163. The Forest of Hands and Teeth (The Forest of Hands and Teeth #1) by Carrie Ryan / Narrated by Vane Millon (2009); reviewed here
  164. The Girl Who Takes an Eye for an Eye (Millennium #5) by David Lagercrantz / Narrated by Simon Vance (2017)
  165. Fury (Menagerie #3) by Rachel Vincent (2018); review coming soon
  166. I Hunt Killers (I Hunt Killers #1) by Barry Lyga / Narrated by Charlie Thurston (2012)
  167. Bird Brain: Comics About Mental Health, Starring Pigeons by Chuck Mullin (2019); reviewed here
  168. Game (I Hunt Killers #2) by Barry Lyga / Narrated by Charlie Thurston (2013)
  169. My Bison by Gaya Wisniewski (2020); review coming soon
  170. The Living (Warm Bodies #3) by Isaac Marion (2018); review coming soon *
  171. Long Story Short: 100 Classic Books in Three Panels by Lisa Brown (2020); review coming soon
  172. Greta and the Giants: inspired by Greta Thunberg’s stand to save the world by Zoe Tucker and Zoe Persico (2019); reviewed here
  173. What I Lick Before Your Face … and Other Haikus By Dogs by Jamie Coleman (2019); reviewed here
  174. Blood of My Blood (I Hunt Killers #3) by Barry Lyga / Narrated by Charlie Thurston (2014)
  175. The Boy on the Bridge (The Girl With All the Gifts #2) by M.R. Carey / Narrated by Finty Williams (2017)
  176. Come See the Living Dryad by Theodora Goss (2017)
  177. Darling Rose Gold by Stephanie Wrobel (2020); review coming soon
  178. Dangerous Games to Play in the Dark by Lucia Peters (2019); review coming soon
  179. Blood Countess by Lana Popović (2020); review coming soon
  180. War and Peas: Funny Comics for Dirty Lovers by Jonathan Kunz and Elizabeth Pich (2020); review coming soon
  181. That Can Be Arranged: A Muslim Love Story by Huda Fahmy (2020); review coming soon
  182. The Companions by Katie M. Flynn (2020); review coming soon
  183. Gudetama: Love for the Lazy by Gaydos Sarah (2020); review coming soon
  184. Pumpkinheads by Rainbow Rowell and Faith Erin Hicks (2019)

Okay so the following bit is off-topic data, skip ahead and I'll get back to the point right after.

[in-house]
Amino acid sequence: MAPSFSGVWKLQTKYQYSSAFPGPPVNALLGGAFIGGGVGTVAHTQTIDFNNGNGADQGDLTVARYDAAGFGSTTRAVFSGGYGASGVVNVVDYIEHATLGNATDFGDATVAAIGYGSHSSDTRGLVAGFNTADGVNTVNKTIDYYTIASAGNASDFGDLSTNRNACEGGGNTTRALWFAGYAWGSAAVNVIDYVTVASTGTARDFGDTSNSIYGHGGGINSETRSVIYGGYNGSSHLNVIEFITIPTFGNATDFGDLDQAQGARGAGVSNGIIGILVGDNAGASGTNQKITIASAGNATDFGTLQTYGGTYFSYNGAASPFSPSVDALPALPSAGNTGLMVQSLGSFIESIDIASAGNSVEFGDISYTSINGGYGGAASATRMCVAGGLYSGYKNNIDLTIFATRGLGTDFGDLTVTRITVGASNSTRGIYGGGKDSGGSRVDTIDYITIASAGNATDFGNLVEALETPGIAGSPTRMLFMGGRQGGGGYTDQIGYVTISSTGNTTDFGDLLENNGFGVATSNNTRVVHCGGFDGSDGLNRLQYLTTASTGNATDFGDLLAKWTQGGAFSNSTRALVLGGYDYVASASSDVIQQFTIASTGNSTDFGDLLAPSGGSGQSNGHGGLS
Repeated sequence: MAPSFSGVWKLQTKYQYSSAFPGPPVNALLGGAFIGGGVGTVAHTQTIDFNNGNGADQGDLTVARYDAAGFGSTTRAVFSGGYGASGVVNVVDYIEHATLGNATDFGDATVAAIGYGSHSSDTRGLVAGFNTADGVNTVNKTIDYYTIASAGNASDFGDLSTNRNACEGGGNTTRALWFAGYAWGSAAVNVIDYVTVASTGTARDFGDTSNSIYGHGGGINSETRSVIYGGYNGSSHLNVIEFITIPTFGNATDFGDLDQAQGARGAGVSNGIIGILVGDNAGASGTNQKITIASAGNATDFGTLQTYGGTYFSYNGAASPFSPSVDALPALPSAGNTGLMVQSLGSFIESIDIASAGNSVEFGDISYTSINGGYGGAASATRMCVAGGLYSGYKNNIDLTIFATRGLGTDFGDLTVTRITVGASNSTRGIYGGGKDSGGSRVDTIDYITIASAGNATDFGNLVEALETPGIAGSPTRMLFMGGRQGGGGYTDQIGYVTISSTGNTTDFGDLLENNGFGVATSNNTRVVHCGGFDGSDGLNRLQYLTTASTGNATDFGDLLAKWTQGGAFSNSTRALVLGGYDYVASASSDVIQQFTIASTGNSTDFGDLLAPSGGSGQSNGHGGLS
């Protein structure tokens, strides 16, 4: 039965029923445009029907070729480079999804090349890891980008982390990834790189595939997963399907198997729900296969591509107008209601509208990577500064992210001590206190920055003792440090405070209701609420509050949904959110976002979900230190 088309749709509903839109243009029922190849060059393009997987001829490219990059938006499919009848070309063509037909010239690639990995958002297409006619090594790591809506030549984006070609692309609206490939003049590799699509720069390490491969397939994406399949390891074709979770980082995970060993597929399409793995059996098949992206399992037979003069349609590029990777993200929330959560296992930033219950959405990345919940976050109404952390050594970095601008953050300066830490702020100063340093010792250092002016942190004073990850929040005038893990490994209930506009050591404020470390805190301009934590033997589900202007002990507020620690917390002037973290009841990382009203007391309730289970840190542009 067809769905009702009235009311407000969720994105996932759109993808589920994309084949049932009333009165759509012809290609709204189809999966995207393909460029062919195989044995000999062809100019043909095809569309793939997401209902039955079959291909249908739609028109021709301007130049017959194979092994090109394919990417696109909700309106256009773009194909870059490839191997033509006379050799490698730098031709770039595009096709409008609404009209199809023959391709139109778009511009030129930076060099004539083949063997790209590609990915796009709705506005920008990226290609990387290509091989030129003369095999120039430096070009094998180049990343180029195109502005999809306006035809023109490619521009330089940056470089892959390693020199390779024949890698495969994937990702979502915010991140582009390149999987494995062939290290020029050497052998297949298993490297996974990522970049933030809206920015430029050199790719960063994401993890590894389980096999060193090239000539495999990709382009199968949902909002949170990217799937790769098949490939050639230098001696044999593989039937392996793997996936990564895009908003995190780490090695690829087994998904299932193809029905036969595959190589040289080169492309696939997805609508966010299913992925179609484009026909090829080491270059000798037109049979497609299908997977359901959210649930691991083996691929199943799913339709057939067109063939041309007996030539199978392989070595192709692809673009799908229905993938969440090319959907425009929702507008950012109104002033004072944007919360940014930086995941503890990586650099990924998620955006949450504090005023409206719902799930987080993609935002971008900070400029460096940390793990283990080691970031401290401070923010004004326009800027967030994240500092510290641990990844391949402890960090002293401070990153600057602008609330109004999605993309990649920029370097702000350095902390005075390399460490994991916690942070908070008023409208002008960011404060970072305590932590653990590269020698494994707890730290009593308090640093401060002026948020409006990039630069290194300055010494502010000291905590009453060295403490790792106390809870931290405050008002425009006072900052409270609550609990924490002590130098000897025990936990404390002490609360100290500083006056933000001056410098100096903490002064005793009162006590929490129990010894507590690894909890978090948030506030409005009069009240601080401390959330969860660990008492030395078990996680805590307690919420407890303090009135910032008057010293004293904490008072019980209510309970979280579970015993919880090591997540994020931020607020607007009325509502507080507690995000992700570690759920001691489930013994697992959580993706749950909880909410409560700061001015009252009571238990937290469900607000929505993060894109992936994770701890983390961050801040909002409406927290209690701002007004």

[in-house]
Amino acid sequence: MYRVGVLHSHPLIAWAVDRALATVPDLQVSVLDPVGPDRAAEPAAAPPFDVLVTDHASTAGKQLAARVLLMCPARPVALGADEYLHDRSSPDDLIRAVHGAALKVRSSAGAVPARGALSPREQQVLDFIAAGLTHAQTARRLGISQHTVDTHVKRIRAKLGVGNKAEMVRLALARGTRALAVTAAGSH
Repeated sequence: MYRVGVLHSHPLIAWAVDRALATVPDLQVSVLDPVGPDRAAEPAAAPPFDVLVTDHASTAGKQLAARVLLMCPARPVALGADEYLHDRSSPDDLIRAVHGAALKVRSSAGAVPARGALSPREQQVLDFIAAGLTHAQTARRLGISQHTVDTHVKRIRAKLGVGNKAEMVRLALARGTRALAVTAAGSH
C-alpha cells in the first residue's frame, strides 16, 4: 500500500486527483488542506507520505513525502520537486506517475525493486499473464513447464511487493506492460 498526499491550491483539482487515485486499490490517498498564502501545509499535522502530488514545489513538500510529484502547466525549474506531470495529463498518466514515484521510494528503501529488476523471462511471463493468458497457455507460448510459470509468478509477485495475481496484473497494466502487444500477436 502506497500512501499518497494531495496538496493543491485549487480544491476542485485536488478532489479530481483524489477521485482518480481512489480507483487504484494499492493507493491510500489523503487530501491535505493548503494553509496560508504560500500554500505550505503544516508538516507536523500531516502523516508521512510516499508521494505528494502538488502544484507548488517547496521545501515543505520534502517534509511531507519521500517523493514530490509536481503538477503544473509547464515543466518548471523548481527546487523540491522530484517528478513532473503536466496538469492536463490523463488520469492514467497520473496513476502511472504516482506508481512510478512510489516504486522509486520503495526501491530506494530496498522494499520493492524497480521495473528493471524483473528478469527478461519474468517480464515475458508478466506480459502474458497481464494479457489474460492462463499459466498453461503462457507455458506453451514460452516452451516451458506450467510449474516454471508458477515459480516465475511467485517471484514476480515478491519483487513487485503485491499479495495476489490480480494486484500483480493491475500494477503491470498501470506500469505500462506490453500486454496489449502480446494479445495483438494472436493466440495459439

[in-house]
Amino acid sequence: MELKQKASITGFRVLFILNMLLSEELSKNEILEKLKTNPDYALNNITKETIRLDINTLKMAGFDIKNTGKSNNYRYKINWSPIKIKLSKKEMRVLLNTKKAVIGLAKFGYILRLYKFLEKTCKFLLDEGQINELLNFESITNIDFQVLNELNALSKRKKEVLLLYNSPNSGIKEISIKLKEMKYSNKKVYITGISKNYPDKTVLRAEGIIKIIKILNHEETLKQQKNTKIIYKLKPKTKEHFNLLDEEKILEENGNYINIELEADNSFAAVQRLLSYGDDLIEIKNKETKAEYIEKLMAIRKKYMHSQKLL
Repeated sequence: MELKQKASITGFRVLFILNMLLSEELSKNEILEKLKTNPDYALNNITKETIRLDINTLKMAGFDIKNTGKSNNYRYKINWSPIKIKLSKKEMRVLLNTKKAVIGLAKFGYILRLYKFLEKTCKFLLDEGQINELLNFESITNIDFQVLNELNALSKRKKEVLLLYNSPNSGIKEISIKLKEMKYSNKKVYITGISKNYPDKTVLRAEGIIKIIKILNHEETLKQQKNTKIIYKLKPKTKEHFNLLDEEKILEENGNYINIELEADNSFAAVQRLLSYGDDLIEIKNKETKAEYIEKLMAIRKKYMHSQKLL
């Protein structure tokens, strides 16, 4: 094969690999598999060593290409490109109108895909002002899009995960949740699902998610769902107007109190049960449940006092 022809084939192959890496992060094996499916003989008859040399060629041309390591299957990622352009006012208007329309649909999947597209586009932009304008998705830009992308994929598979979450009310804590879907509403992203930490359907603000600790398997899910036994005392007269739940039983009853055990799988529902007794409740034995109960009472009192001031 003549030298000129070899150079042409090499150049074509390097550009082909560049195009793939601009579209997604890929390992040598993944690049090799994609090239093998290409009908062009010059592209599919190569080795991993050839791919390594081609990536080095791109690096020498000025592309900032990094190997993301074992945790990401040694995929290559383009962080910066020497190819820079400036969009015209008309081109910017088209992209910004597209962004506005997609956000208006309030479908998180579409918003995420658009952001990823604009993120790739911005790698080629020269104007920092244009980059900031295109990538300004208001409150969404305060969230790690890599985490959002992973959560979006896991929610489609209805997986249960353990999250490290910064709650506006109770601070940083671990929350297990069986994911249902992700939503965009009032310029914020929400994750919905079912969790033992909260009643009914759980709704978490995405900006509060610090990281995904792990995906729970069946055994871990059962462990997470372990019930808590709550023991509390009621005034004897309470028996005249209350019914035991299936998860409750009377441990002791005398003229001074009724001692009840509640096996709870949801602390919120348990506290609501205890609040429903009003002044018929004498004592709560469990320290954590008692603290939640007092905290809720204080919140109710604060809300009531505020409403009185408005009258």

(More below the fold…)

Book Review: Greta and the Giants by Zoë Tucker & Zoe Persico (2019)

Tuesday, December 17th, 2019

An empowering fable inspired by Greta Thunberg.

five out of five stars

(Full disclosure: I received a free e-ARC for review through Edelweiss.)

Greta is just a child, not much older than this picture book’s intended audience, when the Giants who live near her forest home start to run amok. Though they have always been around, lately they have become greedier and greedier, cutting down the forest’s trees with reckless abandon, building factories that belch smoke into the air, and just generally trampling over the many other creatures who call the forest home.

Desperate, the bears and foxes and squirrels turn to young Greta for help. She is only one person – and a small one, at that – but her stand against the Giants inspires other children to take action as well. Thankfully, this story has a happy ending: easily shamed, the Giants are horrified by their lack of manners and empathy, and quickly move to set things right.

Sadly, the real Greta – Thunberg, the sixteen-year-old Swedish girl who serves as inspiration for this fable – is actually mocked, teased, subjected to ableism, and dismissed as “hysterical” by the IRL Giants, who have neither a sense of shame, nor a conscience. But that wouldn’t make for a very uplifting picture book, would it?

That said, the book’s afterward introduces readers to the real Greta, and the myriad of challenges she’s faced. It also includes a list of actions that kids can take, in the here and now, to help make Greta’s dream a reality. (Thankfully, nestled among the suggestions is “eat less meat,” though methinks “go vegan” would be more apt, especially since Greta is. One of us, one of us!)

The artwork in Greta and the Giants is lovely, as is the message. I especially love the diversity of faces – kids of all races, ethnicities, and religions join Greta in her fight, and there’s no understating the importance of representation. This is a great book to help engage younger readers with the world around them, and empower them to take action in their own communities. It shouldn’t be up to them, but we grownups have failed them, miserably.

My only regret? That Esther the Wonder Pig didn’t land a cameo.

(This review is also available on Amazon, Library Thing, and Goodreads. Please click through and vote it helpful if you’re so inclined!)

Book Review: Bird Brain: Comics About Mental Health, Starring Pigeons by Chuck Mullin (2019)

Tuesday, December 10th, 2019

OMG Sharon, can you not?

four out of five stars

(Full disclosure: I received a free e-ARC for review through NetGalley.)

Bird Brain is yet another collection of comics dealing with the unholy trifecta – anxiety, depression, and general social awkwardness – in a decade that seems to have seen an explosion of them. And I’m totally here for it! (Anxiety and depression, my companions since childhood. If only my dog friends could live as long as you!) A millennial Londoner, Chuck Mullin explores her seemingly never-ending battle with anxiety and depression with humor, self-awareness, and a shit ton of ice cream.

The comics in these here pages tackle a range of mental health issues, from the ups and downs of medication, to self-care, to finding moments of victory wherever you can.

Why pigeons? She loves them, even though most people don’t. They’re an unfairly maligned species, and I am down with embracing that vibe. Pigeons are survivors, yo!